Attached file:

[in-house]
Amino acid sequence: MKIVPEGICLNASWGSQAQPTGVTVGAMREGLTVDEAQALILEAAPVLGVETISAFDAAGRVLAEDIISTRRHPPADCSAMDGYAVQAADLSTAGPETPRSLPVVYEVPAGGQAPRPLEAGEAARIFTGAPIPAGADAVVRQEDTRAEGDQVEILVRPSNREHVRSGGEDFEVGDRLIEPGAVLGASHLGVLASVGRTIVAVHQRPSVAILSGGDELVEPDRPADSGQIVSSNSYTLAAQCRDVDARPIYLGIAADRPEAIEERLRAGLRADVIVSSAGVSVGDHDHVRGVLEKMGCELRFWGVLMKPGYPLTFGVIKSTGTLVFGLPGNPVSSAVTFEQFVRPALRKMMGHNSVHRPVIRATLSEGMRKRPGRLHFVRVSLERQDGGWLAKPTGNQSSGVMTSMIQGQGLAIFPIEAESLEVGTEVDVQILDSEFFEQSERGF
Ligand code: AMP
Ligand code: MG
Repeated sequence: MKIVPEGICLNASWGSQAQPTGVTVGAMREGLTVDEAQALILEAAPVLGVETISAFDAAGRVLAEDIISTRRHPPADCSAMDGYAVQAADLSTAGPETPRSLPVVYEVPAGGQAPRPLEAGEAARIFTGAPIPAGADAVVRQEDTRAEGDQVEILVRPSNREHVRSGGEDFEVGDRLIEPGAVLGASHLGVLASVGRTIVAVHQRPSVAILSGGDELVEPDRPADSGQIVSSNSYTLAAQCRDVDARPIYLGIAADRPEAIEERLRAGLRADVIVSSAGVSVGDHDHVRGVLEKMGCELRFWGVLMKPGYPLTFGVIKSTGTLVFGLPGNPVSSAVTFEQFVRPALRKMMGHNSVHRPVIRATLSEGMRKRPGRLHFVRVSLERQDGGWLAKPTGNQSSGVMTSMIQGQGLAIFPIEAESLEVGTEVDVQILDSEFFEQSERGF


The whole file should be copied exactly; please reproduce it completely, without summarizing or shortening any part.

[in-house]
Amino acid sequence: MKIVPEGICLNASWGSQAQPTGVTVGAMREGLTVDEAQALILEAAPVLGVETISAFDAAGRVLAEDIISTRRHPPADCSAMDGYAVQAADLSTAGPETPRSLPVVYEVPAGGQAPRPLEAGEAARIFTGAPIPAGADAVVRQEDTRAEGDQVEILVRPSNREHVRSGGEDFEVGDRLIEPGAVLGASHLGVLASVGRTIVAVHQRPSVAILSGGDELVEPDRPADSGQIVSSNSYTLAAQCRDVDARPIYLGIAADRPEAIEERLRAGLRADVIVSSAGVSVGDHDHVRGVLEKMGCELRFWGVLMKPGYPLTFGVIKSTGTLVFGLPGNPVSSAVTFEQFVRPALRKMMGHNSVHRPVIRATLSEGMRKRPGRLHFVRVSLERQDGGWLAKPTGNQSSGVMTSMIQGQGLAIFPIEAESLEVGTEVDVQILDSEFFEQSERGF
Ligand code: AMP
Ligand code: MG
Repeated sequence: MKIVPEGICLNASWGSQAQPTGVTVGAMREGLTVDEAQALILEAAPVLGVETISAFDAAGRVLAEDIISTRRHPPADCSAMDGYAVQAADLSTAGPETPRSLPVVYEVPAGGQAPRPLEAGEAARIFTGAPIPAGADAVVRQEDTRAEGDQVEILVRPSNREHVRSGGEDFEVGDRLIEPGAVLGASHLGVLASVGRTIVAVHQRPSVAILSGGDELVEPDRPADSGQIVSSNSYTLAAQCRDVDARPIYLGIAADRPEAIEERLRAGLRADVIVSSAGVSVGDHDHVRGVLEKMGCELRFWGVLMKPGYPLTFGVIKSTGTLVFGLPGNPVSSAVTFEQFVRPALRKMMGHNSVHRPVIRATLSEGMRKRPGRLHFVRVSLERQDGGWLAKPTGNQSSGVMTSMIQGQGLAIFPIEAESLEVGTEVDVQILDSEFFEQSERGF